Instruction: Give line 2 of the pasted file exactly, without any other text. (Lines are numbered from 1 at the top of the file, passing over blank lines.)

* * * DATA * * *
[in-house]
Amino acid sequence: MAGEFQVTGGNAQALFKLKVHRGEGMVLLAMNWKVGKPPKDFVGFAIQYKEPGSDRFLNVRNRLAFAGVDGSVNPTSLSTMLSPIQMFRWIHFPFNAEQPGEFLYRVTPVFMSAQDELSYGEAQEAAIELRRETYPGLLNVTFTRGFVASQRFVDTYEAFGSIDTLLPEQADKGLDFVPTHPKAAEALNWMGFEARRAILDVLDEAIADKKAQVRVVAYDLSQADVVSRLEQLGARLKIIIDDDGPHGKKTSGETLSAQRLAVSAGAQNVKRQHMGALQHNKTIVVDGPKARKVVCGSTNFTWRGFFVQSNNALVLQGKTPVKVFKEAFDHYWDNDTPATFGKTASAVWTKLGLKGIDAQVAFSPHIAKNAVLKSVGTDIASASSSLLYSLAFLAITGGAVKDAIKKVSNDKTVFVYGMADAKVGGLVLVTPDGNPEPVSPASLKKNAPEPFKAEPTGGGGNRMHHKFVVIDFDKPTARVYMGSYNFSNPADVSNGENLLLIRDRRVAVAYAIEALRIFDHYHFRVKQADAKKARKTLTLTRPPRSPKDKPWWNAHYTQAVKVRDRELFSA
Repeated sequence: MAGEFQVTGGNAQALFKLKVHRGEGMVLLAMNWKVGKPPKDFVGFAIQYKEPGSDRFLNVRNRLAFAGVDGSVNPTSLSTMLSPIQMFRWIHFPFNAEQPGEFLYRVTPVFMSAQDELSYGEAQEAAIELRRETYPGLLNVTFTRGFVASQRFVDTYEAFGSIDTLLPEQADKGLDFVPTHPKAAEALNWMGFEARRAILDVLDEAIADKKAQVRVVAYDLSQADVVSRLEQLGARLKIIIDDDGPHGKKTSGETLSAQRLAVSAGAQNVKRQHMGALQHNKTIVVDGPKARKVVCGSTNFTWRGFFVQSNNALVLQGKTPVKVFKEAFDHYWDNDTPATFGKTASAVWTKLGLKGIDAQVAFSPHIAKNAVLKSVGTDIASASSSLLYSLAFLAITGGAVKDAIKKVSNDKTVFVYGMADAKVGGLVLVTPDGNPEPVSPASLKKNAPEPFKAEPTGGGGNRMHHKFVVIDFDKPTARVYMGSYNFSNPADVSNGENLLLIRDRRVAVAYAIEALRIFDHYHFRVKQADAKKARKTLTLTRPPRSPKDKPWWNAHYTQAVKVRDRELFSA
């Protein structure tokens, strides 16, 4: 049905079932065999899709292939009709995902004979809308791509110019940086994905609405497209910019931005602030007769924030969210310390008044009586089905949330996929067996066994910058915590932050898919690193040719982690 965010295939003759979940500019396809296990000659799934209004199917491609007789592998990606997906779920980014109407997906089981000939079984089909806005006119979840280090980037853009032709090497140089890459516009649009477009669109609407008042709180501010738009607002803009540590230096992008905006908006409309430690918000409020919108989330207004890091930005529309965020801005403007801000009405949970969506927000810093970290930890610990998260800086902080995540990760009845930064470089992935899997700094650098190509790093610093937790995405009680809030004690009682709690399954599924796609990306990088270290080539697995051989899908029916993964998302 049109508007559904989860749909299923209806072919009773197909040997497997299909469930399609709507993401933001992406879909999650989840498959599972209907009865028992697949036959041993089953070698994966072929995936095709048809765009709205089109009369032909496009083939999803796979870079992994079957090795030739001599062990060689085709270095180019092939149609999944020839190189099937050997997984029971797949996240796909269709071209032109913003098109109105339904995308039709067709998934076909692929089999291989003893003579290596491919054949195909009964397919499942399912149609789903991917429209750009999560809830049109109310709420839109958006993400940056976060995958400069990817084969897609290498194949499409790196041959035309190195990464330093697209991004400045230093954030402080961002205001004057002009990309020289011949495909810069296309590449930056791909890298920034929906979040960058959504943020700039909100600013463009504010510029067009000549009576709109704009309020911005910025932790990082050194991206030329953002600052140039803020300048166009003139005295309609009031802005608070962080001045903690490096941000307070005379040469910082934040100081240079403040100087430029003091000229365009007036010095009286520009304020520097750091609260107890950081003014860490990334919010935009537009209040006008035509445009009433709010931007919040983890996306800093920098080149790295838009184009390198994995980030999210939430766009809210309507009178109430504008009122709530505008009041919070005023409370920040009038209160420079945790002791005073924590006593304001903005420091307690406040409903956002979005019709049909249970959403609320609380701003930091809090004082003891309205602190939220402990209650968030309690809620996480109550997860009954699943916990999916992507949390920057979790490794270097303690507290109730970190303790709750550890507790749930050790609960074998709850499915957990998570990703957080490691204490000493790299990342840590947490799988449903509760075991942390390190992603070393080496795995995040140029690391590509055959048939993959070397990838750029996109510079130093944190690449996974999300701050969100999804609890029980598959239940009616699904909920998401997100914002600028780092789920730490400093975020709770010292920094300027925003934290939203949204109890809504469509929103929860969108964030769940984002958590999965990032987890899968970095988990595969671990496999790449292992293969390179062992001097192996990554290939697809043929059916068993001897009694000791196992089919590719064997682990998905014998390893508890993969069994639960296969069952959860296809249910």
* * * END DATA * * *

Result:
Amino acid sequence: MAGEFQVTGGNAQALFKLKVHRGEGMVLLAMNWKVGKPPKDFVGFAIQYKEPGSDRFLNVRNRLAFAGVDGSVNPTSLSTMLSPIQMFRWIHFPFNAEQPGEFLYRVTPVFMSAQDELSYGEAQEAAIELRRETYPGLLNVTFTRGFVASQRFVDTYEAFGSIDTLLPEQADKGLDFVPTHPKAAEALNWMGFEARRAILDVLDEAIADKKAQVRVVAYDLSQADVVSRLEQLGARLKIIIDDDGPHGKKTSGETLSAQRLAVSAGAQNVKRQHMGALQHNKTIVVDGPKARKVVCGSTNFTWRGFFVQSNNALVLQGKTPVKVFKEAFDHYWDNDTPATFGKTASAVWTKLGLKGIDAQVAFSPHIAKNAVLKSVGTDIASASSSLLYSLAFLAITGGAVKDAIKKVSNDKTVFVYGMADAKVGGLVLVTPDGNPEPVSPASLKKNAPEPFKAEPTGGGGNRMHHKFVVIDFDKPTARVYMGSYNFSNPADVSNGENLLLIRDRRVAVAYAIEALRIFDHYHFRVKQADAKKARKTLTLTRPPRSPKDKPWWNAHYTQAVKVRDRELFSA